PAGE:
The one thing I remember happening in the barn, was repairs. Oh what an interesting place the “shop” part of the barn was. All kinds of tools. Dad had what he called the “machine shed” where the majority of the repairs of tractors etc. were made, but the barn had tools for woodworking, harnesses, wagon tongues, all kinds of really big tools. I especially remember a drill press that was huge. Of course, I was only three or four feet tall, so it probably wasn’t that big. I used to love to watch my dad fix things in the barn.
The farm belonged to my grandmother. She never told my grandfather how to run the farm, what to plant, what to raise, etc. However, one day my grandfather came into the house and he announced he was going to tear down the barn and build a new one. The existing barn was about seventy years old at that time. My grandmother said, “No you will not do that.” That’s all she said. My grandfather was so angry he stomped out the door. The barn remained standing. It is in the background in the picture of me when I was about ten months old. My sister, Rosie, is holding me in the left picture and standing beside us is my grandmother, Lulu Banister, the owner of the barn.

Tuesday, February 17, 2009

Baling, Combing and Sileage Making

When we lived on the farm “putting up” was a common term. My mother used it when she canned vegetables, and my father used it when he baled hay, made hay stacks, made shocks of oat straw, and made huge silage storage hills.
Our farm was relatively small. It was one hundred sixty acres. Forty acres of it was timber, but the majority of it was pasture and crop land. My father raised alfalfa, oats, corn, and soy beans. He depended on these crops to sell and to feed his cattle.
In the fall he would tell my mom that it was time to harvest one of these crops. There were many different phases to “putting up”. The ground had to be cultivated, fertilized with manure, then planted, then cultivated again. When the hay was dry, he put on his mower on the tractor. It was a cycle mower. Two different blades that moved at different times to cut all the stalks of either alfalfa or oats. After the hay was mowed, it had to be win rowed. This process turned the hay over so the sun could dry the bottom of the win rows. If it didn’t rain, it would be ready to either bale or shock depending on the crop. Oats needed to be shocked. This process was back breaking. I even helped my dad when he did this. Several bunches of stalks were stood on end and then tied together. They looked like little Indian teepees. The farmers did this to shed the water. The shocks were fed to cattle at the point they needed fattening for market.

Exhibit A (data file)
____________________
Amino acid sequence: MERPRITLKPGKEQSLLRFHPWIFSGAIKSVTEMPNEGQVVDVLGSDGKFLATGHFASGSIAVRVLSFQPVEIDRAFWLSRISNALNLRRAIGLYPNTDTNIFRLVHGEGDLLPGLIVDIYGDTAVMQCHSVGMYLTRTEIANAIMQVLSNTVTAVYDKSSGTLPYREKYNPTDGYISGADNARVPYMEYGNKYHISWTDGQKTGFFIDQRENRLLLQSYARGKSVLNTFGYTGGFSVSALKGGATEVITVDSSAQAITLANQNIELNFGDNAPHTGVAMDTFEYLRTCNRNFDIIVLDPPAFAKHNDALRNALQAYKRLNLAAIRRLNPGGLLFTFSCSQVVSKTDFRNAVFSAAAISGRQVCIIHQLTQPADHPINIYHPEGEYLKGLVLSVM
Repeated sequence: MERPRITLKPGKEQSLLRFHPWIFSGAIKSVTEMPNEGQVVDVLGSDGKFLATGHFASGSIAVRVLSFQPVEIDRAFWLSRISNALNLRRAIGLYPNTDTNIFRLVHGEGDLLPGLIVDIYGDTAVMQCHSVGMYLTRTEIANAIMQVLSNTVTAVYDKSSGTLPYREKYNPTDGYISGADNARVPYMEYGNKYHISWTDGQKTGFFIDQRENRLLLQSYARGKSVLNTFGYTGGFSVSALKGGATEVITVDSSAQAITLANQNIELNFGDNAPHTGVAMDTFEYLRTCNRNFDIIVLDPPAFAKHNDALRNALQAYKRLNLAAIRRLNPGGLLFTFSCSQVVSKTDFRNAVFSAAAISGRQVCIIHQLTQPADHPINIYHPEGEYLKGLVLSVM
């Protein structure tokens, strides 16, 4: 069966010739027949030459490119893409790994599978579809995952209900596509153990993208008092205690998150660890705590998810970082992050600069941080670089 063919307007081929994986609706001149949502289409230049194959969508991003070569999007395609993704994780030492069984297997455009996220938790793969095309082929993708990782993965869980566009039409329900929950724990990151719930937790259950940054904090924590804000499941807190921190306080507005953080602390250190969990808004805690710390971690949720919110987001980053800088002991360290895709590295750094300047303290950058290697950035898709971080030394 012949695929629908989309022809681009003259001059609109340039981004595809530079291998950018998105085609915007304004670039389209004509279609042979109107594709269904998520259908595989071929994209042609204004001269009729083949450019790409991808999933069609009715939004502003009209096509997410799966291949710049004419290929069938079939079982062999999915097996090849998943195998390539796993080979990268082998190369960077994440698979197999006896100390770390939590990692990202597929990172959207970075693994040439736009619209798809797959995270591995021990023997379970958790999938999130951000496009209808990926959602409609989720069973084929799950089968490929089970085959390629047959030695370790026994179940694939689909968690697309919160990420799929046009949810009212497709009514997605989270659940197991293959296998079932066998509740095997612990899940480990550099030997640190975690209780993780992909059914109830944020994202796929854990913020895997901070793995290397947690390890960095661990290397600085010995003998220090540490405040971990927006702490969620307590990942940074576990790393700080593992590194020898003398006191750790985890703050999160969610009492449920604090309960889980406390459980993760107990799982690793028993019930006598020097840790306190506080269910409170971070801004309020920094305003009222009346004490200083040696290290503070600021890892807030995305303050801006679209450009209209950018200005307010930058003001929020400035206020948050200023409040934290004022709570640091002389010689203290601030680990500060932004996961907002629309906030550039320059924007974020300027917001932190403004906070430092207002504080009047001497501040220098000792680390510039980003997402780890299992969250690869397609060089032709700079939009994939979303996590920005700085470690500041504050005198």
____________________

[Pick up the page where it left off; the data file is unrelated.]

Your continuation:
Combining oats was a neighborhood project. The neighbor men and my father would take turns helping each other. The big combine would be pulled behind the tractor. It would extract the tiny oats from the straw and fed it into a wagon pulled by another tractor.
When the combining was done, then the straw needed to be baled. A big enormous machine came to bale the straw. It always seemed to break down. It would feed the straw up a big conveyor, then compress it and take twine rope and tie the bales together. Neighbor men would throw the bales which weighed about eighty pounds onto hay wagons. These hay wagons would then come back to the barn and feed the bales onto an elevator which was powered from a gasoline engine. A man put the bales onto the elevator and a man way up high grabbed the bales and stacked them in the hay mow. The barn had a big hole in the floor which my dad used to throw bales to the first floor of the barn. He used the straw for the milk cows.
If the corn crop was not good or if he needed feed for his cattle, my dad would cut the corn when it was green and chop it up into silage. Wagon loads of silage were dumped in one place and packed with the heavy tractor. Over and over he went until he was satisfied that the silage was packed really tight. When that was done then he would cover it with enormous tarps to keep the rain and snow from ruining it. In the winter he would feed this good silage to the cattle for as long as he could. This mound of feed was called a silage silo.
My dad fed the pigs what he called “slop”. It was sour milk, leftovers from the house and anything else he could think of to feed them. My mother fed them vegetable left overs from her “putting Up”. We always had fat pigs.